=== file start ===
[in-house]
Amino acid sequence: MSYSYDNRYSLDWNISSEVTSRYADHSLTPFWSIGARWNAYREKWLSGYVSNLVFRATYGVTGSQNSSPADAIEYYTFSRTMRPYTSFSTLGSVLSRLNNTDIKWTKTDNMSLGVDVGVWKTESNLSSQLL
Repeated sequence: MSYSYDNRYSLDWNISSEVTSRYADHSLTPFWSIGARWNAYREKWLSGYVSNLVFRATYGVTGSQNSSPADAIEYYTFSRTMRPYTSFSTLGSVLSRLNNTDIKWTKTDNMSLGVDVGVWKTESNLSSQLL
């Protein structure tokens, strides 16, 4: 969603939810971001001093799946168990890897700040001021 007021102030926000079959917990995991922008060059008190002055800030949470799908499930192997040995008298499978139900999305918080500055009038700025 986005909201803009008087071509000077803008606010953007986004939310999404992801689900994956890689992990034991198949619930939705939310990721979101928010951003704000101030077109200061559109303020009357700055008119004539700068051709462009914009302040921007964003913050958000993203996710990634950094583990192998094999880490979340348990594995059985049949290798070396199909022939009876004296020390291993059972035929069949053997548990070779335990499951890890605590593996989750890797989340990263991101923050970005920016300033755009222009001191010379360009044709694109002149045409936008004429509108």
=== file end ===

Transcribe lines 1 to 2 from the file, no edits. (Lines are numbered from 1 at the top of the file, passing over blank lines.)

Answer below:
[in-house]
Amino acid sequence: MSYSYDNRYSLDWNISSEVTSRYADHSLTPFWSIGARWNAYREKWLSGYVSNLVFRATYGVTGSQNSSPADAIEYYTFSRTMRPYTSFSTLGSVLSRLNNTDIKWTKTDNMSLGVDVGVWKTESNLSSQLL